• breakthrough pain;
  • cancer pain;
  • fentanyl buccal tablet;
  • opioid;
  • long-term therapy;
  • safety;
  • tolerability



This study assessed the long-term safety and tolerability of fentanyl buccal tablet (FBT) in opioid-tolerant patients with cancer and breakthrough pain (BTP) who were either naive to FBT or had completed 1 of 2 previous double-blind, placebo-controlled FBT studies (rollover patients).


Patients who were FBT-naive underwent titration to find a successful FBT dose. Rollover patients used a previously identified successful dose of FBT. Patients who achieved a successful dose were eligible to enter a maintenance phase (≥12 months). Safety assessments included adverse events (AEs), physical and neurologic examinations, and clinical laboratory tests.


Two hundred thirty-two patients were enrolled. A total of 112 entered titration; 79 identified a successful FBT dose, and 77 of these patients entered the maintenance phase along with 120 rollover patients (n = 197). AEs resulted in discontinuation of therapy for 33% of patients. The most common AEs were generally typical of opioids administered to cancer patients. All serious AEs were considered to be related to the patients' underlying conditions, except for 1 incident of FBT-related drug withdrawal syndrome. Sixty patients died after enrollment because of disease progression. Fifteen (6%) patients experienced ≥1 application-site AE, all of which were considered by investigators to be related to FBT.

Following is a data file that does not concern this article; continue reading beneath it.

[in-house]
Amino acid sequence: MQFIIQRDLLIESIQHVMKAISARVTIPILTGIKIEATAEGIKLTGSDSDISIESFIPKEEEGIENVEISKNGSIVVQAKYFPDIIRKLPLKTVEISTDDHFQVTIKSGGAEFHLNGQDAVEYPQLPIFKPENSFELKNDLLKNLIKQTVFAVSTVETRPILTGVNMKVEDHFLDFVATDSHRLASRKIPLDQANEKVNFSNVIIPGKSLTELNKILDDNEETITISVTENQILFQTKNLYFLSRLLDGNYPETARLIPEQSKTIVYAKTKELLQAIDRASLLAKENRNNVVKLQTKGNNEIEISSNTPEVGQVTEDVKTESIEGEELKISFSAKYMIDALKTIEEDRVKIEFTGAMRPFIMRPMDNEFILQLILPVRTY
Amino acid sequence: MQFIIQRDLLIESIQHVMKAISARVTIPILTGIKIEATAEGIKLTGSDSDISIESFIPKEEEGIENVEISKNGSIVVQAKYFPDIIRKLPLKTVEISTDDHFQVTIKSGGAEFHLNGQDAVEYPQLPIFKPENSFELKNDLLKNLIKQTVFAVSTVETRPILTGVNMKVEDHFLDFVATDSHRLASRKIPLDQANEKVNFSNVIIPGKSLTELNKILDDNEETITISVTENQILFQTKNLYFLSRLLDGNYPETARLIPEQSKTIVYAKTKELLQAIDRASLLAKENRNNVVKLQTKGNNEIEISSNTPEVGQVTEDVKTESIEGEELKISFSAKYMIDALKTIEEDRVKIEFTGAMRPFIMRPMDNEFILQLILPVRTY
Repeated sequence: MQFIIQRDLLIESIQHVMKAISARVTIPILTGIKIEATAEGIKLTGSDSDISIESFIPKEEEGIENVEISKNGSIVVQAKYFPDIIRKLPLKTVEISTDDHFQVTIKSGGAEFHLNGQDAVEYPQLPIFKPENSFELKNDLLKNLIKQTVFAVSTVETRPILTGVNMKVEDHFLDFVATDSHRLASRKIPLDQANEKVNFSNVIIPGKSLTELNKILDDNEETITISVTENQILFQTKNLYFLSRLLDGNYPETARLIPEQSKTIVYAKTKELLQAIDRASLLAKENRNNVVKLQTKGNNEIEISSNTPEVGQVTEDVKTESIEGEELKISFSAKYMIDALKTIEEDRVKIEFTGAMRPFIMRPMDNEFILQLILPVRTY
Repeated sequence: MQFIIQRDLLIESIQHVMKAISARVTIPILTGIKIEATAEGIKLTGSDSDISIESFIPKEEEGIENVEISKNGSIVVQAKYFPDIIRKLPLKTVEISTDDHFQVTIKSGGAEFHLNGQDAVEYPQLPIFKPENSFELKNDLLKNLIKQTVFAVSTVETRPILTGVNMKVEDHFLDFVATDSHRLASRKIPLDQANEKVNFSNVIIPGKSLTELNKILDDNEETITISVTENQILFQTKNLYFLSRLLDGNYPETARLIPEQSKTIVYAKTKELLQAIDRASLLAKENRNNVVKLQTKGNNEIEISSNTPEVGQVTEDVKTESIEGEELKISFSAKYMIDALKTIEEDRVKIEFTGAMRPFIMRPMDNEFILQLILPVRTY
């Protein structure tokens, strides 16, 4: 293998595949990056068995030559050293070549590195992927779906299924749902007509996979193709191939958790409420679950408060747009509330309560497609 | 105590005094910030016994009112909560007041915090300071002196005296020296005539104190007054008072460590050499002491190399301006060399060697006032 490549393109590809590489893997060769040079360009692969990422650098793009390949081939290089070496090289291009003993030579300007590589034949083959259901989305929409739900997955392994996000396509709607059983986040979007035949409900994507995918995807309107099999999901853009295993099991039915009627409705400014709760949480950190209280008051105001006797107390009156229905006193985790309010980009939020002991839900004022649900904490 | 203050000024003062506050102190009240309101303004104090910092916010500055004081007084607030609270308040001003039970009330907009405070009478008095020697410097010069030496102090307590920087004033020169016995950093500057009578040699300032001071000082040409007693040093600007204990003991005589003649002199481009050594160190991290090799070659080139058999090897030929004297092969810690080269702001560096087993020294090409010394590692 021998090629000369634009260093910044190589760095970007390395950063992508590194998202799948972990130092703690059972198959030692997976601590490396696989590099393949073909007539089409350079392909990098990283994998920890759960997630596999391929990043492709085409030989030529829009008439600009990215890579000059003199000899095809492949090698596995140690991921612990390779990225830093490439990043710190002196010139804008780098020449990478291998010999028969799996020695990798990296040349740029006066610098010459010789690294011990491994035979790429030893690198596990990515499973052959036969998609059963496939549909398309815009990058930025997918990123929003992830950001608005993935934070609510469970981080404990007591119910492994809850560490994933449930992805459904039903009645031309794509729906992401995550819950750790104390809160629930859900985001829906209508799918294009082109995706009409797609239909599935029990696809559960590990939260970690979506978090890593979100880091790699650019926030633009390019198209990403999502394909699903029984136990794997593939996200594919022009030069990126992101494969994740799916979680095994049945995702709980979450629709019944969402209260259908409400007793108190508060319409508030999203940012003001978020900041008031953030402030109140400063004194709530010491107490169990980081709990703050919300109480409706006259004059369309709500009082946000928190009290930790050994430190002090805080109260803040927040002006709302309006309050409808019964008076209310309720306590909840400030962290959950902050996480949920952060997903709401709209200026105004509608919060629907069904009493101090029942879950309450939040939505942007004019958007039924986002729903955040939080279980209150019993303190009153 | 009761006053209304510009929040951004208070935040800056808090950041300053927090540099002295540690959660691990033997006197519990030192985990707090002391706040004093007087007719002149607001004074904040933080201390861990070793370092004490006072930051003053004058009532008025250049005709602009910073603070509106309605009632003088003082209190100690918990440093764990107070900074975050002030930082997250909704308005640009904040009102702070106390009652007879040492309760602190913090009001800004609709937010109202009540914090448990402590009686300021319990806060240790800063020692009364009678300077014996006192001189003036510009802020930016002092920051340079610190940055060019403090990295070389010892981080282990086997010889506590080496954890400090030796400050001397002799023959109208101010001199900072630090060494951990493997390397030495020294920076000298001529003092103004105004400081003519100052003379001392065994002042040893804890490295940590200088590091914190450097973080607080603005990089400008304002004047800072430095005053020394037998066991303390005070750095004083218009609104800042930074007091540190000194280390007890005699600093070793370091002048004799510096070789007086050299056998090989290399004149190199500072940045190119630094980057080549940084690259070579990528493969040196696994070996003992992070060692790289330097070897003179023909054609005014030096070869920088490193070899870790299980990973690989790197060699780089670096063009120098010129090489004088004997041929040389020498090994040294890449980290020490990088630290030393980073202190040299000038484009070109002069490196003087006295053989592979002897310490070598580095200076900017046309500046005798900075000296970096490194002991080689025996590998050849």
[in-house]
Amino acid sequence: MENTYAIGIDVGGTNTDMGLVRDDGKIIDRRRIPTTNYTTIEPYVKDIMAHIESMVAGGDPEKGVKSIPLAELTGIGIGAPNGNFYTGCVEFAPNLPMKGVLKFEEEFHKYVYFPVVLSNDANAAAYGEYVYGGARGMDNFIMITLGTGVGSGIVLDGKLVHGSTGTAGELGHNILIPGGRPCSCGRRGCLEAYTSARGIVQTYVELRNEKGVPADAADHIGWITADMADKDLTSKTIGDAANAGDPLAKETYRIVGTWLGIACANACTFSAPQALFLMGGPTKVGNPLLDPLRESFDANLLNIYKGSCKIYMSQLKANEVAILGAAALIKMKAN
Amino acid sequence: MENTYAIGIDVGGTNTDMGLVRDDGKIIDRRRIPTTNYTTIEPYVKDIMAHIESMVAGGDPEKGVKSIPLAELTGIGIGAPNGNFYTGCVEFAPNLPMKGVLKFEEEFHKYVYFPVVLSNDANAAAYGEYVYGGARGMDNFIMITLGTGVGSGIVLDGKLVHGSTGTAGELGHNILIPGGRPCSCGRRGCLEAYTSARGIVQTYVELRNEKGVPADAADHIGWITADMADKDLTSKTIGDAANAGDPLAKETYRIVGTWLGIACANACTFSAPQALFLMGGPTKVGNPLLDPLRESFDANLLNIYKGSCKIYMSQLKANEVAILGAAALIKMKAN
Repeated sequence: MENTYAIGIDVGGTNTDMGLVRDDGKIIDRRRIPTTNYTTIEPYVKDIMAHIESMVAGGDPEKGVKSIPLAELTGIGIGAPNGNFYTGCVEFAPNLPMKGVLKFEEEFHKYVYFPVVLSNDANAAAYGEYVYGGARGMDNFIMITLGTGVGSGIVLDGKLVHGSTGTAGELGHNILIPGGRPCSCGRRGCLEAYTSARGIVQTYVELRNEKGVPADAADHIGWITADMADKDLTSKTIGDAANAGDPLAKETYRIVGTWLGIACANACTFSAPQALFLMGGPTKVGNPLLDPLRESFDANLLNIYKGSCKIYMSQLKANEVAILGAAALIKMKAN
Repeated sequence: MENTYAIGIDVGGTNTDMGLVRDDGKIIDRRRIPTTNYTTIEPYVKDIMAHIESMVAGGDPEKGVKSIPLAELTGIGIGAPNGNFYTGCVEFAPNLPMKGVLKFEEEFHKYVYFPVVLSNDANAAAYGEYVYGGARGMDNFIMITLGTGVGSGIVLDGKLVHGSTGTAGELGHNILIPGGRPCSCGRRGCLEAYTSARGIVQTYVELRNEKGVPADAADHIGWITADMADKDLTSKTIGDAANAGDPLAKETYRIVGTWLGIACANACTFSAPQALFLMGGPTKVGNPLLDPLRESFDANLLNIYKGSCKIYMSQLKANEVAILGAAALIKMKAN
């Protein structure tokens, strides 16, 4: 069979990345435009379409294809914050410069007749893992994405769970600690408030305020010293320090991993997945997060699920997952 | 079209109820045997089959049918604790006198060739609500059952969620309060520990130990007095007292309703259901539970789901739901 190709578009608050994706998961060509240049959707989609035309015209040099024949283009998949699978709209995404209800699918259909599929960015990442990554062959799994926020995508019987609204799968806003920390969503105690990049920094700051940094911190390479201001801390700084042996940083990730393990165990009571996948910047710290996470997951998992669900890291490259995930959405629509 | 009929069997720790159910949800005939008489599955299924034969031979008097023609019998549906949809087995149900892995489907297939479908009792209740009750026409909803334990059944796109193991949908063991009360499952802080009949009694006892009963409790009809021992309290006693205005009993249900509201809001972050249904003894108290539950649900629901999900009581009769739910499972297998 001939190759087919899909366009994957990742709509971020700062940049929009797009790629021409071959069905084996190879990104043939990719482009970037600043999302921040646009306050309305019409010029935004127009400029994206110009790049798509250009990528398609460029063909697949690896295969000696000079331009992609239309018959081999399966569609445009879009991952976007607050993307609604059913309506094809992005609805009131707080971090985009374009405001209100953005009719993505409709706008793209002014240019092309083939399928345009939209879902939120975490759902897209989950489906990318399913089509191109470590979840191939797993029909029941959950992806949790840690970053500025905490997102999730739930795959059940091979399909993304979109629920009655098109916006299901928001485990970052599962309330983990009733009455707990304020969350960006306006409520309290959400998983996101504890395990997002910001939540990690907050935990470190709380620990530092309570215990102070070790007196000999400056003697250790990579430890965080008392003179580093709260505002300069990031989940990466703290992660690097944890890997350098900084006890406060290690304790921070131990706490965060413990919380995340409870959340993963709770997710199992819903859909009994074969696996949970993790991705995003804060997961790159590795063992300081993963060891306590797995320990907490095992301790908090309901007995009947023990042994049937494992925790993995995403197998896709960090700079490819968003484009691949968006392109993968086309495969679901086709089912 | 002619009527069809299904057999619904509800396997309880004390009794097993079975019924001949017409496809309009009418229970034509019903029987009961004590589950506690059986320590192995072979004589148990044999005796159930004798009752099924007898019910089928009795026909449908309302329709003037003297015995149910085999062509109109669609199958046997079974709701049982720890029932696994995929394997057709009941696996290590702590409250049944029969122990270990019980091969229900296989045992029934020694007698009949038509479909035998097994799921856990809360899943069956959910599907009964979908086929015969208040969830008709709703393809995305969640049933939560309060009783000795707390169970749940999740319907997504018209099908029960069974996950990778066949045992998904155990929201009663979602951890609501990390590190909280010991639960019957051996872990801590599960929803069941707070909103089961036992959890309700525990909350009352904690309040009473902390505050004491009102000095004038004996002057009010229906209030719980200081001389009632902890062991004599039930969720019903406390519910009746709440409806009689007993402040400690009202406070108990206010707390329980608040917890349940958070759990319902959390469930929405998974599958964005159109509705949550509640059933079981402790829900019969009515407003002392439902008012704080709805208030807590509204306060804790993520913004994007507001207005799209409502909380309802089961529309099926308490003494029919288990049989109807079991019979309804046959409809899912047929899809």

FBT was generally well tolerated and had a favorable safety profile in the long-term (≥12 months) management of patients with persistent cancer pain and BTP. No unexpected AEs occurred. Safety and tolerability was similar to that observed in short-term studies. Cancer 2009. © 2009 American Cancer Society.